The revelations represented a triumph for Brown and his wiki. A group of Democratic congressmen asked four Republican committee chairs to hold hearings on the “deeply troubling” question of whether “tactics developed for use against terrorists may have been unleashed illegally against American citizens.” But the calls for investigation went nowhere. The lack of outrage in Washington or on influential editorial pages didn’t shock Brown, who had long ago lost hope in the politicians and pundits who are “clearly intent on killing off even this belated scrutiny into the invisible empire that so thoroughly scrutinizes us – at our own expense and to unknown ends.”

It was Brown’s finest moment, but his relationship with Anonymous was rapidly deteriorating. By May 2011, Brown had begun turning on the network. “There’s little quality control in a movement like [Anonymous],” Brown told an interviewer. “You attract a lot of people whose interest is in fucking with video-game companies.”

Brown’s haughty dismissal of the new crop of hacktivists was not a feeling shared by the FBI. The government continued to see Anonymous as a major and growing threat. And in the summer of 2011, it acquired a key piece in its operation to destroy the network. On the night of June 7th, four months after the HBGary hack, two federal agents visited the Jacob Riis publichousing project on Manhattan’s Lower East Side and introduced themselves to a 27-year-old unemployed hacker named Hector Monsegur, known inside Anonymous as “Sabu.” As a leader of an Anonymous offshoot called Lulzsec, he had hacked a number of state and corporate servers. In early 2011, he made some rookie errors that led the FBI to his door: Facing the prospect of being indicted on 12 counts of criminal conspiracy, Sabu rolled over on his old hacker associates. He signed a cooperation agreement and began feeding the FBI information on Anonymous plots. The biggest of these involved a private global intelligence contractor located in Barrett Brown’s backyard, the Austin-based Stratfor.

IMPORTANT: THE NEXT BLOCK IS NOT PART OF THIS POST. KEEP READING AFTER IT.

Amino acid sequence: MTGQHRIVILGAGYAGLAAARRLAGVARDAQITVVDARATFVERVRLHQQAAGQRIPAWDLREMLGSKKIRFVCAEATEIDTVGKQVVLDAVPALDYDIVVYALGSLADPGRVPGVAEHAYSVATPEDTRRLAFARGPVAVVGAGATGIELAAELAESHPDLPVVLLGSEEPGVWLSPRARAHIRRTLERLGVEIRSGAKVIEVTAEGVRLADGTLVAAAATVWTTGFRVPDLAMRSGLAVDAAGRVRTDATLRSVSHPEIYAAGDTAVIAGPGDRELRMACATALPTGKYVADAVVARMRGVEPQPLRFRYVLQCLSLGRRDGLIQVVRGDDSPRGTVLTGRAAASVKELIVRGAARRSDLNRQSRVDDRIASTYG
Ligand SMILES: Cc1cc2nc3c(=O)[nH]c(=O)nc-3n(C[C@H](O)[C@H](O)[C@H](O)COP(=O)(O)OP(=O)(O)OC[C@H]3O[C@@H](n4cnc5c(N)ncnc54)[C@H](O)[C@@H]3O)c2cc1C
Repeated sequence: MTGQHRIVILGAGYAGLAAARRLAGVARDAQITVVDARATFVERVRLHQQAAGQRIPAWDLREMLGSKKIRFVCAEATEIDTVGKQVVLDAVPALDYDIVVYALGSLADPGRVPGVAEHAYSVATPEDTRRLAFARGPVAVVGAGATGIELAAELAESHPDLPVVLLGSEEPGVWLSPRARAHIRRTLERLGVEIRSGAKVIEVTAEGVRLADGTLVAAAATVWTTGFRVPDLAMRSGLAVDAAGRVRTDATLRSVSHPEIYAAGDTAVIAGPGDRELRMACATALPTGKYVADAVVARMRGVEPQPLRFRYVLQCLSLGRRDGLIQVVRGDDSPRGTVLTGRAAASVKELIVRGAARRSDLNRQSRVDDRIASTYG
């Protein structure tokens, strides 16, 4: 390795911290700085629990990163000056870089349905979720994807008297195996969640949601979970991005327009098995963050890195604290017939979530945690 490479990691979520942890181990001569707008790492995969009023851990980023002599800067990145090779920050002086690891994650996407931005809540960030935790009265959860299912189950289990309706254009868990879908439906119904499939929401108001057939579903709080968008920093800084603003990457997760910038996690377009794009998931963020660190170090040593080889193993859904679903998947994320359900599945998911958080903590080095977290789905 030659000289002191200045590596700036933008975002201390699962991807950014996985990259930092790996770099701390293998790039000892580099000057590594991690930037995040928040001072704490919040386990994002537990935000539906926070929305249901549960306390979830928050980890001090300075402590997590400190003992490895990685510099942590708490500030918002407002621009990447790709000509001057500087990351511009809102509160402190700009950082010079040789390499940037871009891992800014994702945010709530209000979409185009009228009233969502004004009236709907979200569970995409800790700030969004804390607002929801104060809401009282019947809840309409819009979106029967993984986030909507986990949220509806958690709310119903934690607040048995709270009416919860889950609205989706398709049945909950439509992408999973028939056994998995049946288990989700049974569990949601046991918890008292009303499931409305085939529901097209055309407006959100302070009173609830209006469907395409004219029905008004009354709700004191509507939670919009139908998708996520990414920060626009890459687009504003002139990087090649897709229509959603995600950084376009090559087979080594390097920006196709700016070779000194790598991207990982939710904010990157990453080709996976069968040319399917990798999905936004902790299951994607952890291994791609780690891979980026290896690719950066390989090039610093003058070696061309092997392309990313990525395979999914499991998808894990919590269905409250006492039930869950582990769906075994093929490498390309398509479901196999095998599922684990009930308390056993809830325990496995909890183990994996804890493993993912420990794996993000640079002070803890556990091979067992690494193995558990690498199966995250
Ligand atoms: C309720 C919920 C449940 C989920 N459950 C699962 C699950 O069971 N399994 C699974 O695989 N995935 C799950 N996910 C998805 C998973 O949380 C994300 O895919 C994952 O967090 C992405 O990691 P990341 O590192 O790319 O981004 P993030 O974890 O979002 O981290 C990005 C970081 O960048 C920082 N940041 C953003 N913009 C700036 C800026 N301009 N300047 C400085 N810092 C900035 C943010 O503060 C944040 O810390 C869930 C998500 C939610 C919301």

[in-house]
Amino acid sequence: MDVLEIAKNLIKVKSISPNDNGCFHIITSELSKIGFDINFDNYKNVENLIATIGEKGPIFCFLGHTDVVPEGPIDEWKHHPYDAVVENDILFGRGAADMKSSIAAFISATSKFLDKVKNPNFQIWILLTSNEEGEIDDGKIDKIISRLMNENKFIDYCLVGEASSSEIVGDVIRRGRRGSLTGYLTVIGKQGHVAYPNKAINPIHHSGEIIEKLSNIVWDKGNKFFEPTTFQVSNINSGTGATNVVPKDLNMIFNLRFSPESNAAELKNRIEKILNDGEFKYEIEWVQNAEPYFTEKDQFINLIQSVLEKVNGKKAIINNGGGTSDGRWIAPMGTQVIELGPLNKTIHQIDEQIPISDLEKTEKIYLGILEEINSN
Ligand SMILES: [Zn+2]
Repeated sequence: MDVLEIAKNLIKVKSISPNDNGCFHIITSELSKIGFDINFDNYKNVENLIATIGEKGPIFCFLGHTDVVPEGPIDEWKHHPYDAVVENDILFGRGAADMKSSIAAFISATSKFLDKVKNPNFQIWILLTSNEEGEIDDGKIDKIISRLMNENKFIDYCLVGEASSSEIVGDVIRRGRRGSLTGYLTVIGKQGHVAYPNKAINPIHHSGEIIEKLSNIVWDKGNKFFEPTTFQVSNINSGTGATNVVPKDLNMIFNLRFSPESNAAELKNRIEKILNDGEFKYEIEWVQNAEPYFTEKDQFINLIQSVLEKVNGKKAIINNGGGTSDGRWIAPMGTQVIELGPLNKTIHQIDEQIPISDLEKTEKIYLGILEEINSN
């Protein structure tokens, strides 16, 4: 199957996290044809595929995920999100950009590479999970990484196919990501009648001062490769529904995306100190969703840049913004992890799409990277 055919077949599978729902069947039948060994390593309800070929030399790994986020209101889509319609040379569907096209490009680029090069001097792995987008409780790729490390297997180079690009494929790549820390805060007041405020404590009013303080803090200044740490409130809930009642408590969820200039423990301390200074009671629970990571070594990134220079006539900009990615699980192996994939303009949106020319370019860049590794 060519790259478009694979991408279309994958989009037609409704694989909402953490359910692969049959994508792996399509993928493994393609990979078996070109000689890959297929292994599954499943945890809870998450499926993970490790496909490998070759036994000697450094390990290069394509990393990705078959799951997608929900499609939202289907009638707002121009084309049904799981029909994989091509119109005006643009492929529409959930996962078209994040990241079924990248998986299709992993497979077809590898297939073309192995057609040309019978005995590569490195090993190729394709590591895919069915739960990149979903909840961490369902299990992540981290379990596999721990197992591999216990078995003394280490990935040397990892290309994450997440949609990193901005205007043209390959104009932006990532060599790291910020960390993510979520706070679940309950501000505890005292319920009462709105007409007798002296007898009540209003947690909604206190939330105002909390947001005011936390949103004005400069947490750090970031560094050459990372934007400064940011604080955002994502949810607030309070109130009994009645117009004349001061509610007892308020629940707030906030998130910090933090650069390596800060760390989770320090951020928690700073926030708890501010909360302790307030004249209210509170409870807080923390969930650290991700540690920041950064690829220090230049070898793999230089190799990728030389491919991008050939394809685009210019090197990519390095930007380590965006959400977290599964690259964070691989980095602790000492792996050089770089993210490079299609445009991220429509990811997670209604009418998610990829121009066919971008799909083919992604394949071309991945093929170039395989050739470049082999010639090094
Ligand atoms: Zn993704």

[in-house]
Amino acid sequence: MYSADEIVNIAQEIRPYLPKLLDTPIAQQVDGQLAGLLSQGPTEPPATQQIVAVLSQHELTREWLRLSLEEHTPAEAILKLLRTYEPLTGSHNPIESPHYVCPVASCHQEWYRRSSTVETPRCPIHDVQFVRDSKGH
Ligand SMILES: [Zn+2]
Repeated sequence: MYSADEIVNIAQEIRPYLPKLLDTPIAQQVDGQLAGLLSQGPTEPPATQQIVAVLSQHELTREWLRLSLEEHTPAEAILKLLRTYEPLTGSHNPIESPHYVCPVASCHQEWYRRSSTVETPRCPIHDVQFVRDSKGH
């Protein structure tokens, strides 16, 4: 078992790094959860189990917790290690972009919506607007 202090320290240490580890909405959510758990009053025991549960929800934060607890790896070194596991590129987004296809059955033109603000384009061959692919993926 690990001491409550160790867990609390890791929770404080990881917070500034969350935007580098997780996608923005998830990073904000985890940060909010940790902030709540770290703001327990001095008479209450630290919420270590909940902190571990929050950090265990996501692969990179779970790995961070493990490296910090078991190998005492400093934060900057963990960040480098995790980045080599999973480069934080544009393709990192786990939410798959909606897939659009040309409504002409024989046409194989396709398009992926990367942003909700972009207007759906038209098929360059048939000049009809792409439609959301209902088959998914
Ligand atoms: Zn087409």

I
n early December 2011, a young Chicago Anon named Jeremy Hammond cracked Stratfor’s server and downloaded some 5 million internal documents. With the apparent blessing and supervision of the FBI, Sabu provided the server for Hammond to store the docs. Hammond then proceeded to release them to the public. Sifting through the data dump would require a massive coordinated effort of exactly the kind Project PM had been training for. Brown and his dedicated volunteers attacked the mountains of e-mails. “We had between 30 and 50 people involved, usually 15 at a time,” says Lauren Pespisa, the Boston Project PM volunteer who now helps organize Brown’s legaldefense fund.

Did the Mainstream Media Fail Bradley Manning?

After six months of work, Brown would discover what he considered the fattest spider amid the miles of Stratfor web: a San Diego-based cybersecurity firm called Cubic. As Brown followed the strings, he discovered links between Cubic and a data-mining contractor known as TrapWire, which had ties to CIA vets. Brown thought that he had stumbled on a major find illuminating new technologies for spying and surveillance, but the media pickup was not what Brown had hoped. Major dailies shrugged off the story, and Gawker and Slate poured cold water on his alarm, calling it “outlandish.” Brown responded to the criticism with a rambling, connect-the-conspiracy-dots YouTube video.